March 25th, 2011
Almost 23 years ago, UIE started with the goal of conducting usability tests for clients. For many years, we made quite a good business of this.
Now, it feels like we do our best to convince people they should be conducting tests on their own, even those folks who want to pay us. Don’t get me wrong: we love to conduct usability tests. We think they are great fun and we learn something every time.
That’s just it. We learn things the clients should be learning themselves. In a typical project, if we’re lucky, we might communicate half of what we learn about the client’s users, designs, and team members back to the client. In our minds, that’s too much waste of important information, left in our minds and not integrated into the thinking of the client.
In this week’s UIEtips, I look back on an article I wrote in 2007, Usability Testing: Oh, The Things You Can Learn. In the article, I catalogue some of the things a team learns when they put together their own usability tests, starting with recruiting and ending with the analysis. Of course, in a short article, I couldn’t cover everything, but I think I nailed the important stuff nobody ever talks about.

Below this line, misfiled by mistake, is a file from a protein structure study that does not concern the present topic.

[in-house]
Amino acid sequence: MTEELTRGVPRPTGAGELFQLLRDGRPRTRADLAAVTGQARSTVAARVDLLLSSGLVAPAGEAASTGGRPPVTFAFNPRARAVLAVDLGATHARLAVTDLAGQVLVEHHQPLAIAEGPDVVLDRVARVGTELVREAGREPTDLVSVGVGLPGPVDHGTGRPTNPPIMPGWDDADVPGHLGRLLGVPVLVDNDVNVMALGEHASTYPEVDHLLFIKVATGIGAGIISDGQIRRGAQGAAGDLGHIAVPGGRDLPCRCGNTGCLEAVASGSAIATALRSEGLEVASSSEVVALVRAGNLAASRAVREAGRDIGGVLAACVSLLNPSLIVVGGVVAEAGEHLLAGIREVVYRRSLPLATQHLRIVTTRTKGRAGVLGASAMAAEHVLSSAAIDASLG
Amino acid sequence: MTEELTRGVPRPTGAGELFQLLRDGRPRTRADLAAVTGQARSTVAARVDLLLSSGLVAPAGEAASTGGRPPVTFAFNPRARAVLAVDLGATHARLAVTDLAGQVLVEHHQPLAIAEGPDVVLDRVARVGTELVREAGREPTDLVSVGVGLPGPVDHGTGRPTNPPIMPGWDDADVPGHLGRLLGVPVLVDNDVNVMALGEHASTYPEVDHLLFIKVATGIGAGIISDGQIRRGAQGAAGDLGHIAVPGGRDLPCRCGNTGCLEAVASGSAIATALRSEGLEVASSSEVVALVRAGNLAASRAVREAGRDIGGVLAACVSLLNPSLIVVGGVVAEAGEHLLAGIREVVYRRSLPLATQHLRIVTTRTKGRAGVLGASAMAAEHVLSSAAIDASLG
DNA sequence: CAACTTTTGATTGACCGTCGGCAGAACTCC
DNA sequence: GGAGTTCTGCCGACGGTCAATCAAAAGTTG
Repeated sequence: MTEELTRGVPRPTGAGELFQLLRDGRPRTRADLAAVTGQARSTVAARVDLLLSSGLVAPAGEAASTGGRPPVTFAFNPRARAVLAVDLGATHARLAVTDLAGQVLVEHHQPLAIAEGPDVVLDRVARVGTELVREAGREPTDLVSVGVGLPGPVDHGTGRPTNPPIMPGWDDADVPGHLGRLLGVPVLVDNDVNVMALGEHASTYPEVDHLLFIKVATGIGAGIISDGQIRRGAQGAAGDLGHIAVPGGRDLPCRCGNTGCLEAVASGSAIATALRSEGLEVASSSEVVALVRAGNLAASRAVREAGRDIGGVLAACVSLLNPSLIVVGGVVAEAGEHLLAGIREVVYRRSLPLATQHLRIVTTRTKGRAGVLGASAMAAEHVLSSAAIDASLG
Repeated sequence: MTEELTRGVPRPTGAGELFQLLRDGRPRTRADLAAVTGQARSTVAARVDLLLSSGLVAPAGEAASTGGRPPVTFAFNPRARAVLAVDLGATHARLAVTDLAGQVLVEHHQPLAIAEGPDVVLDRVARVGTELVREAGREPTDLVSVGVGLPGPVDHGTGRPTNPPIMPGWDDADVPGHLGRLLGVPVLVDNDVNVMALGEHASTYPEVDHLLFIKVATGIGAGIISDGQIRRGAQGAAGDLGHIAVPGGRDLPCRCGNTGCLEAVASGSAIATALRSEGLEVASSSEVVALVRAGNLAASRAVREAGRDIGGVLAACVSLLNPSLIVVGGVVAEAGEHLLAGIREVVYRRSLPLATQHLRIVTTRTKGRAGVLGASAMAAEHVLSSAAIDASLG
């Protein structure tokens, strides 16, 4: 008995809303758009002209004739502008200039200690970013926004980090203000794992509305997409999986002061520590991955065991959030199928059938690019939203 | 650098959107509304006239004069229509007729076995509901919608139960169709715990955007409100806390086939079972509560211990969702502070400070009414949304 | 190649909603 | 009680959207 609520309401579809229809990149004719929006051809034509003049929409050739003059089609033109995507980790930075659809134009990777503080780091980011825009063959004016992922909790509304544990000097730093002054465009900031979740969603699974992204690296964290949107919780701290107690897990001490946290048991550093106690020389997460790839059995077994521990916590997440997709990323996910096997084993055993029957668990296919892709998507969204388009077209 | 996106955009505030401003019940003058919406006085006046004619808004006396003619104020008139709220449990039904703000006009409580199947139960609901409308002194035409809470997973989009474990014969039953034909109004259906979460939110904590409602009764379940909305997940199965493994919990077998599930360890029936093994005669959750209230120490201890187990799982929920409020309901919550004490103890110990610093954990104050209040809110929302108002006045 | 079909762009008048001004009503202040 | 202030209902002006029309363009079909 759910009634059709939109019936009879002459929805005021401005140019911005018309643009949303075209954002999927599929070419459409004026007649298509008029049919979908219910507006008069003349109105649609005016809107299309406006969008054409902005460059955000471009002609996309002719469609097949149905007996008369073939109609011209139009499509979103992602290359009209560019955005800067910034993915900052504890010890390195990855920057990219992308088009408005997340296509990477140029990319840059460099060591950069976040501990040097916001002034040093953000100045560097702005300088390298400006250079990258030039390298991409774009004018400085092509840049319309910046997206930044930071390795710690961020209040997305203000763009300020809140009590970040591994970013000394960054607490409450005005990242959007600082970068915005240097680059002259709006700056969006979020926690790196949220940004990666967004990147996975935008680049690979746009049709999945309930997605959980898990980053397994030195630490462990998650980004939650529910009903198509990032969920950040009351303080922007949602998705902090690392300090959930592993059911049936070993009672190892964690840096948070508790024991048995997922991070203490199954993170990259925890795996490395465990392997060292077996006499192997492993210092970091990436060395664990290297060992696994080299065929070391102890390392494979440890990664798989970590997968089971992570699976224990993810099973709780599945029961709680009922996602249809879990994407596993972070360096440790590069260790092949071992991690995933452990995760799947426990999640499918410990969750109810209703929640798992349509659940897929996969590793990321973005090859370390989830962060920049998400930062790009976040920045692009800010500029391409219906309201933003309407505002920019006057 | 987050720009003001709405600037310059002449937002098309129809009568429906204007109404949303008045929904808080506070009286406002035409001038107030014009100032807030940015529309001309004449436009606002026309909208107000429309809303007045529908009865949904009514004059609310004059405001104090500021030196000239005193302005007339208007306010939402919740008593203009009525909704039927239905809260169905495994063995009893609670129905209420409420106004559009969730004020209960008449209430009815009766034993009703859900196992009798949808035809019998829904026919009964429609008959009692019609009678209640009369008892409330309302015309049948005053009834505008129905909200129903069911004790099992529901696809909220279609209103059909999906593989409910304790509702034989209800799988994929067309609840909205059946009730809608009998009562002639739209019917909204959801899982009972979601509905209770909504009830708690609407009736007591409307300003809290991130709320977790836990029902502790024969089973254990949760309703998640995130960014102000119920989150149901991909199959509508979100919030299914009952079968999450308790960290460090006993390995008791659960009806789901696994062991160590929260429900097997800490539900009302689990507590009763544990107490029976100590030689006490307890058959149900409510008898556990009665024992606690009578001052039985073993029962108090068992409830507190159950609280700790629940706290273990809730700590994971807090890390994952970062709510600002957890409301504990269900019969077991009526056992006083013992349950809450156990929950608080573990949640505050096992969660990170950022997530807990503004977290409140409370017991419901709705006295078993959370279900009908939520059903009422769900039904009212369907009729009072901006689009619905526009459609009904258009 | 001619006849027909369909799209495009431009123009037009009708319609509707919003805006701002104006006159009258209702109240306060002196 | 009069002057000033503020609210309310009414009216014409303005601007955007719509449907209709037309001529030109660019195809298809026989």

Read the article, Usability Testing – Oh, the Things You Can Learn.
If you’re looking to make the most of the data you get from user research, you’ll want to sign-up for our next UIE Virtual Seminar with Steve Portigal – User Research Analysis Techniques. Steve will show your team how to take the information you’re gathering and take productive steps to moving your design decisions forward. Learn more about the webinar.Tweet